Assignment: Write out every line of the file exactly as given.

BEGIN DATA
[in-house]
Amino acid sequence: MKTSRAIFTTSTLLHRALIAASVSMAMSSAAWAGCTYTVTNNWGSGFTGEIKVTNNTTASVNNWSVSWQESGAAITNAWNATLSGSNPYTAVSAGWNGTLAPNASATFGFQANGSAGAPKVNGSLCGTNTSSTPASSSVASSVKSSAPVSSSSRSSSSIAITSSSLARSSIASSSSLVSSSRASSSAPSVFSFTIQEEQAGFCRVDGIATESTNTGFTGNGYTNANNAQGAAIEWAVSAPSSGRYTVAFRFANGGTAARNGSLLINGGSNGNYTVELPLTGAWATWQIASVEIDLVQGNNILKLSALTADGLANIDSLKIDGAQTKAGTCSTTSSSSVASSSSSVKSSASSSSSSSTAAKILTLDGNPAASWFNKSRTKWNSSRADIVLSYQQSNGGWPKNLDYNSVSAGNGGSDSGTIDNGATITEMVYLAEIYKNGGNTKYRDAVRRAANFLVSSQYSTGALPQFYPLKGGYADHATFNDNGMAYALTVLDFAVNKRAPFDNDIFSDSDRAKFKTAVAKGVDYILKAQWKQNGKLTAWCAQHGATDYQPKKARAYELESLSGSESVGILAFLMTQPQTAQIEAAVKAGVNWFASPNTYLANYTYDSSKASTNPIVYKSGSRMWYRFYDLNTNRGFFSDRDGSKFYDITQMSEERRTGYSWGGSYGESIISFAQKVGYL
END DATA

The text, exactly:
[in-house]
Amino acid sequence: MKTSRAIFTTSTLLHRALIAASVSMAMSSAAWAGCTYTVTNNWGSGFTGEIKVTNNTTASVNNWSVSWQESGAAITNAWNATLSGSNPYTAVSAGWNGTLAPNASATFGFQANGSAGAPKVNGSLCGTNTSSTPASSSVASSVKSSAPVSSSSRSSSSIAITSSSLARSSIASSSSLVSSSRASSSAPSVFSFTIQEEQAGFCRVDGIATESTNTGFTGNGYTNANNAQGAAIEWAVSAPSSGRYTVAFRFANGGTAARNGSLLINGGSNGNYTVELPLTGAWATWQIASVEIDLVQGNNILKLSALTADGLANIDSLKIDGAQTKAGTCSTTSSSSVASSSSSVKSSASSSSSSSTAAKILTLDGNPAASWFNKSRTKWNSSRADIVLSYQQSNGGWPKNLDYNSVSAGNGGSDSGTIDNGATITEMVYLAEIYKNGGNTKYRDAVRRAANFLVSSQYSTGALPQFYPLKGGYADHATFNDNGMAYALTVLDFAVNKRAPFDNDIFSDSDRAKFKTAVAKGVDYILKAQWKQNGKLTAWCAQHGATDYQPKKARAYELESLSGSESVGILAFLMTQPQTAQIEAAVKAGVNWFASPNTYLANYTYDSSKASTNPIVYKSGSRMWYRFYDLNTNRGFFSDRDGSKFYDITQMSEERRTGYSWGGSYGESIISFAQKVGYL